Clubs look to recruit new members amid tighter restrictions

September 9, 2019 — by Ethan Lin and Allen Luo

As the lunch bell rang on Sept. 3, students dashed into the quad, where a sprawling maze of booths and posters were set up for the first day of Club Fair. Various club officers shouted indiscernible words at passersby as bowls of skittles and other treats lay lavishly on tables, enticing students to sign up and expand their passions. 

During Club Fair, hundreds of students signed up for groups ranging from Science Bowl to volunteering clubs like the Leo Club.

The first day of Club Fair featured academic clubs while the second day showcased service, arts and cultural clubs. Many clubs reported successful recruitments during the event.

“It's a really great resource for attracting attention to our clubs, helping us recruit new members and getting the word out that we exist,” said senior Bradley Hsu, the Science Olympiad Club president.                

Not only did larger, more established clubs attend, but many smaller, inexperienced clubs also showed their presence at Club Fair to gain more members. Sophomore Tri-M Music Honors Society Club secretary Marcus Kuo said that they had gained more than 70 members during Club Fair, and have spread awareness about what they stand for. 

“We are really excited about the year ahead, as we have always wanted to appeal to a large variety of music genres, not only classical, and with more instrumentation and people we can now achieve the goal,” Kuo said.

This year, fewer clubs have been made official because of the stricter policy that was implemented at the start of the year, which eliminated many that didn’t reach the minimum number of attendees at each meeting. Reports on club activities are required every other month to enforce club guidelines that have been overlooked in the past.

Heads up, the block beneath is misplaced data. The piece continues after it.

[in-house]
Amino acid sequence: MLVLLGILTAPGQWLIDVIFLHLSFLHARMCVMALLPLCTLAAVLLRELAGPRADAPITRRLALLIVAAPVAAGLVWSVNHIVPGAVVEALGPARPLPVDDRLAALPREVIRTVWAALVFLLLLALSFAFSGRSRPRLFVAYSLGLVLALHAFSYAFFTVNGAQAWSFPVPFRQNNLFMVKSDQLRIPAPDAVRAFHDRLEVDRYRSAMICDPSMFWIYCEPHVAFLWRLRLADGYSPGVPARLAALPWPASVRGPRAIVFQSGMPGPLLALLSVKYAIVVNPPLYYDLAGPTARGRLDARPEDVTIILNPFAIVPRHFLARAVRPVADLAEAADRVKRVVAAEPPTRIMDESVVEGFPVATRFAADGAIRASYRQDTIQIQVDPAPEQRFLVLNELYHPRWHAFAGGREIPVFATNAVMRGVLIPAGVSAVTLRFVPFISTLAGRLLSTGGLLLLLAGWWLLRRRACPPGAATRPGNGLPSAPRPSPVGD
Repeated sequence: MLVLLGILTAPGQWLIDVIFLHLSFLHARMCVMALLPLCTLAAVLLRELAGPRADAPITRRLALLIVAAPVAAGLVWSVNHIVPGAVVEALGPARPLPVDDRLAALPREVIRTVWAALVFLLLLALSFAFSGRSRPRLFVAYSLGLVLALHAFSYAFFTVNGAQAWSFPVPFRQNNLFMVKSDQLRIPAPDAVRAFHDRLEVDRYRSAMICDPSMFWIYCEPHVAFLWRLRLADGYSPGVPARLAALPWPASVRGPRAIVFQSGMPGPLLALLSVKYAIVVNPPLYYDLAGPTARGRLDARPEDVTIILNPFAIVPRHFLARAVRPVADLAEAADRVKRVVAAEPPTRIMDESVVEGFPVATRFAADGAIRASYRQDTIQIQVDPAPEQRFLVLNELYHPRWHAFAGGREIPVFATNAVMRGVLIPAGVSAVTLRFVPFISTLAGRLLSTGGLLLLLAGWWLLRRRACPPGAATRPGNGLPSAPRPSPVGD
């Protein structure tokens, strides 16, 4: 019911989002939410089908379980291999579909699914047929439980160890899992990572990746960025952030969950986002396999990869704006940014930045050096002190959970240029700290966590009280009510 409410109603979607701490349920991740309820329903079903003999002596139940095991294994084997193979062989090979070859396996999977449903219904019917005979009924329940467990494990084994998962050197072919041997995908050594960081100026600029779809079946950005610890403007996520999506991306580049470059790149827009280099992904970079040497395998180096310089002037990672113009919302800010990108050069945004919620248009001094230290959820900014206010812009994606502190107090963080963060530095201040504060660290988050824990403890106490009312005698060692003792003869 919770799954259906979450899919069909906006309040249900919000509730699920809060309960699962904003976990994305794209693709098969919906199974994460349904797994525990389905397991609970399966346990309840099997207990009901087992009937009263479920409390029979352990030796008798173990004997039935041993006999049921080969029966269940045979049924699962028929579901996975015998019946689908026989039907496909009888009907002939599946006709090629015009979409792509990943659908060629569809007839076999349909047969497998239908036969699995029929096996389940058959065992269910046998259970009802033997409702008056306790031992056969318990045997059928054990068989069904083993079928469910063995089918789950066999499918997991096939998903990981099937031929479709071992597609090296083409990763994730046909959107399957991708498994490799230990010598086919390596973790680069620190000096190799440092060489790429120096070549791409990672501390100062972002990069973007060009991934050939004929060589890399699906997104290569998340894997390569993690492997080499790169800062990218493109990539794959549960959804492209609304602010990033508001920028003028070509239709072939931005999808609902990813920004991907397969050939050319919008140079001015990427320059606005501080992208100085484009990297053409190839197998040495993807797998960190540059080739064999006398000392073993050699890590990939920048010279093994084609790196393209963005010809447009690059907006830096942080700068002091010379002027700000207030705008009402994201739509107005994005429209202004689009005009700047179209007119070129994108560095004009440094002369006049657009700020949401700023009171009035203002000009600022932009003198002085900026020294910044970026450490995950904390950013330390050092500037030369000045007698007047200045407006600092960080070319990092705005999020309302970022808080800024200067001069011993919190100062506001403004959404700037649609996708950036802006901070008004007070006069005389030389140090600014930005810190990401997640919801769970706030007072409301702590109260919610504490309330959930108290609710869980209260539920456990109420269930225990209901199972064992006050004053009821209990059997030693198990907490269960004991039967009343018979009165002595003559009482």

In order to maintain transparency with the reports, club advisers, namely teachers, will be expected to write these reports. Meetings must be attended by a minimum of 12 members, excluding officers, and be attended by the majority of officers. Additionally, a brief summary describing what happened at each meeting must be completed each month, so ASB can get a grasp on future goals of the club.

Because the school is being accredited this year during WASC, a process done every six years, the club commissioners have decided to implement these rules for a smoother process when visitors come. 

“Ultimately, we just want clubs to be on top of their game,” said senior Prosper Chiu, the clubs commissioner. “These reports every other month shouldn’t be much of a hassle if clubs were already following prior instructions, and promoting their interests.” 

Despite Chiu’s claims that the rules were not as strict, a noticeable decline in club applications forms say otherwise. The only new club added this year is the Bullet Journal Club, which focuses on keeping students organized through planners and calendars. 

On the other hand, academic clubs that have been around for a long time, like Science Olympiad, seem to have found the transition to the new system nearly seamless.

“Real clubs should be able to get around the new restrictions really easily — they just require that people actually attend meetings, and documentation that proves that people are attending meetings, which is ultimately just a small nuisance, ” Hsu said. 

But to smaller clubs, meeting the minimum number of attendees could turn out to be a problem, unless they step up their game. 

“We were a little uneasy about the club policies this year, so our officers decided to not only appeal to orchestra students but also to band and choir,” Kuo said. “Ultimately, everything worked out, and we are happy that we met the requirements.

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